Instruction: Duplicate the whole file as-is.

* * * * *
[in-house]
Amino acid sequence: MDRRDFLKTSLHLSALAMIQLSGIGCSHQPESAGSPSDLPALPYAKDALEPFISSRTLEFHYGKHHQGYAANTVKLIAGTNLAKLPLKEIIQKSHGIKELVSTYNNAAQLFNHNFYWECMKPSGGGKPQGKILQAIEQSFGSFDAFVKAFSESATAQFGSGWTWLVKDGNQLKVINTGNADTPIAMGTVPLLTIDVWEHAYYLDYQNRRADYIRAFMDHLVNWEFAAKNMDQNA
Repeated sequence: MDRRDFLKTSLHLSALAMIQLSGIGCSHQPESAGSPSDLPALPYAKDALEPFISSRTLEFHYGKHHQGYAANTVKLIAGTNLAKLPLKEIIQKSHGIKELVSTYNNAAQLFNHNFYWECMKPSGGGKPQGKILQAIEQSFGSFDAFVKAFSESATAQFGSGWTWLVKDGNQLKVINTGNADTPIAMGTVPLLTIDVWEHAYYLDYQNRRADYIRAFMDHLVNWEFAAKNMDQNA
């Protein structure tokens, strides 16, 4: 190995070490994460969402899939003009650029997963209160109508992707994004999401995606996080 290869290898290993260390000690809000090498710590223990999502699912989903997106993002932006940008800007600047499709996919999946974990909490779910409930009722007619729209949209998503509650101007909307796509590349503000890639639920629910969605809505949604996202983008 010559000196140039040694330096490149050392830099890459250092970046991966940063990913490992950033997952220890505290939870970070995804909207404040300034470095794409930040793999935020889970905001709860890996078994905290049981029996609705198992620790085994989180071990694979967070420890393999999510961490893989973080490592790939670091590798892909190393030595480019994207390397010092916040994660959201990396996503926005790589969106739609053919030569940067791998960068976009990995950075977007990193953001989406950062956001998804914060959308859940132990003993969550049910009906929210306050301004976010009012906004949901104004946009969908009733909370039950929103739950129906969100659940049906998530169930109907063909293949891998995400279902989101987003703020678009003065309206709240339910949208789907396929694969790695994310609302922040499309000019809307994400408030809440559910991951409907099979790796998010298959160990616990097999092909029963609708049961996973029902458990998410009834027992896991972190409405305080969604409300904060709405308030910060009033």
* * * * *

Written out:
[in-house]
Amino acid sequence: MDRRDFLKTSLHLSALAMIQLSGIGCSHQPESAGSPSDLPALPYAKDALEPFISSRTLEFHYGKHHQGYAANTVKLIAGTNLAKLPLKEIIQKSHGIKELVSTYNNAAQLFNHNFYWECMKPSGGGKPQGKILQAIEQSFGSFDAFVKAFSESATAQFGSGWTWLVKDGNQLKVINTGNADTPIAMGTVPLLTIDVWEHAYYLDYQNRRADYIRAFMDHLVNWEFAAKNMDQNA
Repeated sequence: MDRRDFLKTSLHLSALAMIQLSGIGCSHQPESAGSPSDLPALPYAKDALEPFISSRTLEFHYGKHHQGYAANTVKLIAGTNLAKLPLKEIIQKSHGIKELVSTYNNAAQLFNHNFYWECMKPSGGGKPQGKILQAIEQSFGSFDAFVKAFSESATAQFGSGWTWLVKDGNQLKVINTGNADTPIAMGTVPLLTIDVWEHAYYLDYQNRRADYIRAFMDHLVNWEFAAKNMDQNA
């Protein structure tokens, strides 16, 4: 190995070490994460969402899939003009650029997963209160109508992707994004999401995606996080 290869290898290993260390000690809000090498710590223990999502699912989903997106993002932006940008800007600047499709996919999946974990909490779910409930009722007619729209949209998503509650101007909307796509590349503000890639639920629910969605809505949604996202983008 010559000196140039040694330096490149050392830099890459250092970046991966940063990913490992950033997952220890505290939870970070995804909207404040300034470095794409930040793999935020889970905001709860890996078994905290049981029996609705198992620790085994989180071990694979967070420890393999999510961490893989973080490592790939670091590798892909190393030595480019994207390397010092916040994660959201990396996503926005790589969106739609053919030569940067791998960068976009990995950075977007990193953001989406950062956001998804914060959308859940132990003993969550049910009906929210306050301004976010009012906004949901104004946009969908009733909370039950929103739950129906969100659940049906998530169930109907063909293949891998995400279902989101987003703020678009003065309206709240339910949208789907396929694969790695994310609302922040499309000019809307994400408030809440559910991951409907099979790796998010298959160990616990097999092909029963609708049961996973029902458990998410009834027992896991972190409405305080969604409300904060709405308030910060009033």